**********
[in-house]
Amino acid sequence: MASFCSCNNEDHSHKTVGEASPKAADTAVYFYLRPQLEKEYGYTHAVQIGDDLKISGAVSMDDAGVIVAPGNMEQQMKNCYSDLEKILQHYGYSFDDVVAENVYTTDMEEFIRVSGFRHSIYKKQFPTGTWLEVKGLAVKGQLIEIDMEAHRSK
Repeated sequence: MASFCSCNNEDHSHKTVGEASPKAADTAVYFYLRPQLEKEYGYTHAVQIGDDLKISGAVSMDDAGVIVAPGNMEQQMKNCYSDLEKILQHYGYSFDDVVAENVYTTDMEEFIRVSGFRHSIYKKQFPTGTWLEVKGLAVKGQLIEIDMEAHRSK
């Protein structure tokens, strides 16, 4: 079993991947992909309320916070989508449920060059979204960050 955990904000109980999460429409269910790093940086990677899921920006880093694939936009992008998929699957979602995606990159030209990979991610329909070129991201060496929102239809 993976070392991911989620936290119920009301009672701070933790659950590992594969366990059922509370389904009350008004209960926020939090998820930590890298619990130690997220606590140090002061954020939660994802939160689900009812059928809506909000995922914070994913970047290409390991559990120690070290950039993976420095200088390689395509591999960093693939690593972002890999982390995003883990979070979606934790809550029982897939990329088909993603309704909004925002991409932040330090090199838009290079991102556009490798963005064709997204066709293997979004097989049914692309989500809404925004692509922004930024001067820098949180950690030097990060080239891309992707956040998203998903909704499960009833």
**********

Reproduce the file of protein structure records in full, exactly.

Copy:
[in-house]
Amino acid sequence: MASFCSCNNEDHSHKTVGEASPKAADTAVYFYLRPQLEKEYGYTHAVQIGDDLKISGAVSMDDAGVIVAPGNMEQQMKNCYSDLEKILQHYGYSFDDVVAENVYTTDMEEFIRVSGFRHSIYKKQFPTGTWLEVKGLAVKGQLIEIDMEAHRSK
Repeated sequence: MASFCSCNNEDHSHKTVGEASPKAADTAVYFYLRPQLEKEYGYTHAVQIGDDLKISGAVSMDDAGVIVAPGNMEQQMKNCYSDLEKILQHYGYSFDDVVAENVYTTDMEEFIRVSGFRHSIYKKQFPTGTWLEVKGLAVKGQLIEIDMEAHRSK
């Protein structure tokens, strides 16, 4: 079993991947992909309320916070989508449920060059979204960050 955990904000109980999460429409269910790093940086990677899921920006880093694939936009992008998929699957979602995606990159030209990979991610329909070129991201060496929102239809 993976070392991911989620936290119920009301009672701070933790659950590992594969366990059922509370389904009350008004209960926020939090998820930590890298619990130690997220606590140090002061954020939660994802939160689900009812059928809506909000995922914070994913970047290409390991559990120690070290950039993976420095200088390689395509591999960093693939690593972002890999982390995003883990979070979606934790809550029982897939990329088909993603309704909004925002991409932040330090090199838009290079991102556009490798963005064709997204066709293997979004097989049914692309989500809404925004692509922004930024001067820098949180950690030097990060080239891309992707956040998203998903909704499960009833």